Calls for plain packaging on confectionary, crisps and sugary drinks

Calls for plain packaging on confectionary, crisps and sugary drinks
Credit: Shutterstock.com/ andrea crisante

A think tank has advised that all confectionery, crisps and sugary drinks sold in the UK should wrapped in plain packaging like tobacco products.

This would help to put sweets, crisps and sugary drinks on a level playing-field with unbranded fruit and vegetables which, the Institute for Public Policy Research (IPPR) says, is necessary for the UK to win the battle against preventable diseases.

The IPPR report claims that these products should be wrapped in plain packaging to reduce the numbers of people whose health is jeopardised by consuming unhealthy snacks and fizzy drink.

The proposal is among a series of radical measures to combat what the think tank terms the “major risks” of preventable diseases, responsible for over half the disease burden in England and almost one in five deaths.

The report also calls an end to day-time TV advertising of confectionary, and for the minimum smoking age to be raised to 21.

It follows research which shows that two decades of progress in reducing the impact of preventable disease on public health – measured in DALYs, or disability-affected life years – has stalled since 2012.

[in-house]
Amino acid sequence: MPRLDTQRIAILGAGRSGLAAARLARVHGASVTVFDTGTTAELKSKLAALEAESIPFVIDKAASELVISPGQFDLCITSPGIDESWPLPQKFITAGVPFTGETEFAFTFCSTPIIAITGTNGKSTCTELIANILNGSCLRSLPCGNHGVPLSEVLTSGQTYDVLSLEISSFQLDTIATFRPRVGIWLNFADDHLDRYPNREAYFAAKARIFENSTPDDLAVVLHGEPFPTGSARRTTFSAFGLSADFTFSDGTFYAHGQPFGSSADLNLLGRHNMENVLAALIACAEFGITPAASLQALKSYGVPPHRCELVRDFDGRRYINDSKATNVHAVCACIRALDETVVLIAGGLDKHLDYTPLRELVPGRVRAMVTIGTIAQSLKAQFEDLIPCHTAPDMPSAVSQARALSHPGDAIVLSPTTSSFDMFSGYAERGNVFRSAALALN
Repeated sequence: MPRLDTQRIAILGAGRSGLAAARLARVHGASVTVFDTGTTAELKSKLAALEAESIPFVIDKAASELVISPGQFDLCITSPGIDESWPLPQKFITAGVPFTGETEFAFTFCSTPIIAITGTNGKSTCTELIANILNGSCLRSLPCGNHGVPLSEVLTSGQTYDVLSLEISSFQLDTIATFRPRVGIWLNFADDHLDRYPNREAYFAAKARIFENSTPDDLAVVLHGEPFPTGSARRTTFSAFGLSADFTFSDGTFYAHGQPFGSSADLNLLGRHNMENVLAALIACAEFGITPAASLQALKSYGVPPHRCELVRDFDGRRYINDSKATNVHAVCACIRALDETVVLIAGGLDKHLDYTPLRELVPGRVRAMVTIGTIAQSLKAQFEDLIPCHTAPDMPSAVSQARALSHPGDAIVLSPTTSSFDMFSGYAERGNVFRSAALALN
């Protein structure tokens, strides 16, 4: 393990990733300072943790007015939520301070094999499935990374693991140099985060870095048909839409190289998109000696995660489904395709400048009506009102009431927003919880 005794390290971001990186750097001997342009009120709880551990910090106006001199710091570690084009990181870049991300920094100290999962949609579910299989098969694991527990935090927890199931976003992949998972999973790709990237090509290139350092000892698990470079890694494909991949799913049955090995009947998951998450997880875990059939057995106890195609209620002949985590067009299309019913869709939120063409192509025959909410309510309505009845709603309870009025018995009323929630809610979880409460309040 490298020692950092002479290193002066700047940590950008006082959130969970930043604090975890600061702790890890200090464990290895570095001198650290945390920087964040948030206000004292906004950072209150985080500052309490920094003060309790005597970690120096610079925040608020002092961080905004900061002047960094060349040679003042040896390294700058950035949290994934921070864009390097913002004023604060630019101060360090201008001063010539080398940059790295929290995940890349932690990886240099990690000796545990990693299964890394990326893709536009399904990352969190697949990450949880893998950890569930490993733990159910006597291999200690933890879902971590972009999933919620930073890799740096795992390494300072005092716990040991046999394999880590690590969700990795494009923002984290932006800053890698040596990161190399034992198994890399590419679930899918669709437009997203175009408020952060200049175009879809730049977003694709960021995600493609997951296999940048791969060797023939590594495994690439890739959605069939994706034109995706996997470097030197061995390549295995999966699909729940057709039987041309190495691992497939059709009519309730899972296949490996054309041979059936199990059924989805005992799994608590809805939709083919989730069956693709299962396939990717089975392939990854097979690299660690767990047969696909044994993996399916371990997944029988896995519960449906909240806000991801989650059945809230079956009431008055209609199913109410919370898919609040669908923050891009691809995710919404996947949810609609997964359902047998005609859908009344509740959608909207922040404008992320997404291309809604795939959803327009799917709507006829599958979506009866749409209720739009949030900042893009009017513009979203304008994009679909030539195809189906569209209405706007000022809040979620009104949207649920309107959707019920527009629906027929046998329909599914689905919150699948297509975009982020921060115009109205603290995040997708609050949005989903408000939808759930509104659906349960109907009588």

The IPPR report, ‘Ending the Blame Game: The case for a new approach to public health and prevention’, identifies smoking, obesity and alcohol and substance abuse as three main contributors to preventable disease.

As well as plain packaging proposals and a ban on TV advertising on fast food, soft drinks, confectionary and other processed food before the 9pm watershed, the report also calls to extend the current sugar levy on fizzy drinks to cakes, confectionery and other sweetened drinks.

“It’s time to end the pro-obesity supermarkets by putting fruit and veg on a level playing field with crisps and confectionary. Plain packaging would help us all to make better choices and reduce the hassle of ‘pester power’ for busy parents,” said IPPR Director Tom Kibasi.